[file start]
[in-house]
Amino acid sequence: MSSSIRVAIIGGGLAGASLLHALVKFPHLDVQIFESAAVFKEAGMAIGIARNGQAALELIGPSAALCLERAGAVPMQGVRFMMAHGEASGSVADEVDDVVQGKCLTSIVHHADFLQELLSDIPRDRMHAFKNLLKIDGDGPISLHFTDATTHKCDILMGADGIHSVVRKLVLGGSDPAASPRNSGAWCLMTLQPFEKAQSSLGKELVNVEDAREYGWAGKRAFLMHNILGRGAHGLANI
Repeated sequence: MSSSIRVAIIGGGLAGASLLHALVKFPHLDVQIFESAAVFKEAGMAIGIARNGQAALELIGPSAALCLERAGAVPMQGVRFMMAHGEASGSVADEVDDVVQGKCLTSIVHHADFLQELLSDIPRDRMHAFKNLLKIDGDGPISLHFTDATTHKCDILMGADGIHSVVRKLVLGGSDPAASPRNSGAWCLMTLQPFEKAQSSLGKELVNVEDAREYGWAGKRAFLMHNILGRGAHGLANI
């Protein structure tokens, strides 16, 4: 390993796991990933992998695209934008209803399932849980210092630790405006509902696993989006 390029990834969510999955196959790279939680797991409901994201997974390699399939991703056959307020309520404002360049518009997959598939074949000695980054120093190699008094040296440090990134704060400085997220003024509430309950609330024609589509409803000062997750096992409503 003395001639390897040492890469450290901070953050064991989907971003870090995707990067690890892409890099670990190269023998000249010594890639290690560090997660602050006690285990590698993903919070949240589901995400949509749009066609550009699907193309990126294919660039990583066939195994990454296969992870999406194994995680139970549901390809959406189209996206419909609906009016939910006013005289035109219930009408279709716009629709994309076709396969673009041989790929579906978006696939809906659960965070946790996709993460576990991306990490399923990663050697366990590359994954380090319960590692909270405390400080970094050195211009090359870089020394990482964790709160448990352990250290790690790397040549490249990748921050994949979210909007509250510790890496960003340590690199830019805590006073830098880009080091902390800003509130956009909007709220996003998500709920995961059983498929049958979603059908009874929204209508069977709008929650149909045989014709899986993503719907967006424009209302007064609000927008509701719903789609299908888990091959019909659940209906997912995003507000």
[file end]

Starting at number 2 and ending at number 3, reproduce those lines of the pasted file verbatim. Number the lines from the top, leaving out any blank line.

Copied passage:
Amino acid sequence: MSSSIRVAIIGGGLAGASLLHALVKFPHLDVQIFESAAVFKEAGMAIGIARNGQAALELIGPSAALCLERAGAVPMQGVRFMMAHGEASGSVADEVDDVVQGKCLTSIVHHADFLQELLSDIPRDRMHAFKNLLKIDGDGPISLHFTDATTHKCDILMGADGIHSVVRKLVLGGSDPAASPRNSGAWCLMTLQPFEKAQSSLGKELVNVEDAREYGWAGKRAFLMHNILGRGAHGLANI
Repeated sequence: MSSSIRVAIIGGGLAGASLLHALVKFPHLDVQIFESAAVFKEAGMAIGIARNGQAALELIGPSAALCLERAGAVPMQGVRFMMAHGEASGSVADEVDDVVQGKCLTSIVHHADFLQELLSDIPRDRMHAFKNLLKIDGDGPISLHFTDATTHKCDILMGADGIHSVVRKLVLGGSDPAASPRNSGAWCLMTLQPFEKAQSSLGKELVNVEDAREYGWAGKRAFLMHNILGRGAHGLANI